The Publication of the Controversial List of Hidden Company Directors Links Under "Right to be Forgotten" Hits International Media

Fortune magazine published an article about the consequences of the Right to be Forgotten directive applied to company directors information after a business information company released the list of removed director profiles in the UK & Spain, causing immediate reactions.

New York, NY, November 17, 2014 --( On 21st October 2014, Fortune Magazine published an article about Dato Capital, a business information company that lists the removed links of directors of companies in the United Kingdom and Spain. Fortune’s legal affairs editor discusses the implications of the “Right to be Forgotten” with company and director information, especially when that information is extracted from public records. The list of removed directors includes more than 100 people who don’t want to be found in Google searches and it hinders the search for director information worldwide.

As the company is expanding to more countries, the number of people in the list is probably going to grow in the next months. The article had a wide impact, making the Wikipedia founder Jimmy Wales agree with Dato Capital and ask for the “right to remember”:

But, what is Dato Capital and why is it attracting international media attention? This Spanish startup company with headquarters in Madrid was founded in 2007. They provide company and director reports to customers in 85 countries worldwide, using Big Data and AI technologies. The dataset currently includes companies of the United Kingdom, Gibraltar, Spain and recently, Panama. There are hundreds of data sources for these reports, mostly public records. The information included ranges from contact information to financial data including company accounts and default checks. The typical customer profile goes from individuals to governments and large multinational corporations researching information for marketing, fraud prevention, and money laundering investigations, among other uses.

Expansion to Panama makes a big hit in the company’s aims, not only for being the first country outside Europe, but with the addition of trade data from Panama companies in order to compete with Piers, Zepol and Panjiva. Export and import information fit seamlessly in the scalable big data infrastructure of Dato Capital, which contains nearly 10 million companies and 7 million directors at the time of writing this article. Current competitors are other information giants such as Experian, Equifax and Dun & Bradstreet. Information about suppliers worldwide will lead Dato Capital to enter the US market in the medium term, becoming a strong rival for established trade data providers.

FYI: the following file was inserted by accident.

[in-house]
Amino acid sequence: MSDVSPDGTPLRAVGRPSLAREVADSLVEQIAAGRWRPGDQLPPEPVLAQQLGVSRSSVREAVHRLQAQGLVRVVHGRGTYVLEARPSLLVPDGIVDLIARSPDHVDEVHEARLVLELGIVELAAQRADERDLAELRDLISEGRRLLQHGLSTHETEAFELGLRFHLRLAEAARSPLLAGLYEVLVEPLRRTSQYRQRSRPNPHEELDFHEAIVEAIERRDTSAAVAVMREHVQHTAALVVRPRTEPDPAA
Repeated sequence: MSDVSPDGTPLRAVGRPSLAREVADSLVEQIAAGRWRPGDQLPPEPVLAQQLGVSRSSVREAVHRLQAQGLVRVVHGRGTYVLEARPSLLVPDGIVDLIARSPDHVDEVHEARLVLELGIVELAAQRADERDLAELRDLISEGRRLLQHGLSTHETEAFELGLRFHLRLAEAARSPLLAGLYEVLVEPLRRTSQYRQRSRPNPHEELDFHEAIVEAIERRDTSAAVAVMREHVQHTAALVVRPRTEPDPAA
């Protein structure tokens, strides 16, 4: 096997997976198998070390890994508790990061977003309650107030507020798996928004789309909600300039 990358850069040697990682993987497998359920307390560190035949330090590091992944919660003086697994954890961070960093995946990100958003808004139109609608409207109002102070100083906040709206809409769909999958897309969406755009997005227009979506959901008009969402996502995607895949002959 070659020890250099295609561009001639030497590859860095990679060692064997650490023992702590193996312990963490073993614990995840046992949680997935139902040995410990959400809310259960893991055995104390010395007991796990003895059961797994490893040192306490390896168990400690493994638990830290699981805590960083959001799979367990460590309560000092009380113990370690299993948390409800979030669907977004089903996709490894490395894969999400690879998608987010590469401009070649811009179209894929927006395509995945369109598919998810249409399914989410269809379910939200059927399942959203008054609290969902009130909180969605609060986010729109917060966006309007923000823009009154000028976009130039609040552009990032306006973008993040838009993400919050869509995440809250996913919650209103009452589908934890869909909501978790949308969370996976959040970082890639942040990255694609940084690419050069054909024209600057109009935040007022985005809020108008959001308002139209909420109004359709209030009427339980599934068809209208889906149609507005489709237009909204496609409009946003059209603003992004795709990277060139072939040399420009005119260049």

With such a large amount of director data, personal information treatment is a challenge for the company, which has to deal with different data protection laws for each country. Although the names and positions of the directors are shown, only business related data is present at the website, excluding other personal information besides the name. In the words of its founder, Eduardo Amo, the final objective for the company is to become a global information provider, easing access to information and favouring business transparency.

Despite the technological complexity of Dato Capital big data systems, it’s interesting to note that the company never had funding rounds or VC involved. The company’s seed capital was provided by the founders, and its auto-financing nature makes it a rare case among tech startups. A possible explanation for this is the scalable nature of the development. From its beginnings in 2007, the company aimed worldwide despite the business information market size in Spain, which is 1 billion euro.
Dato Capital
Eduardo Amo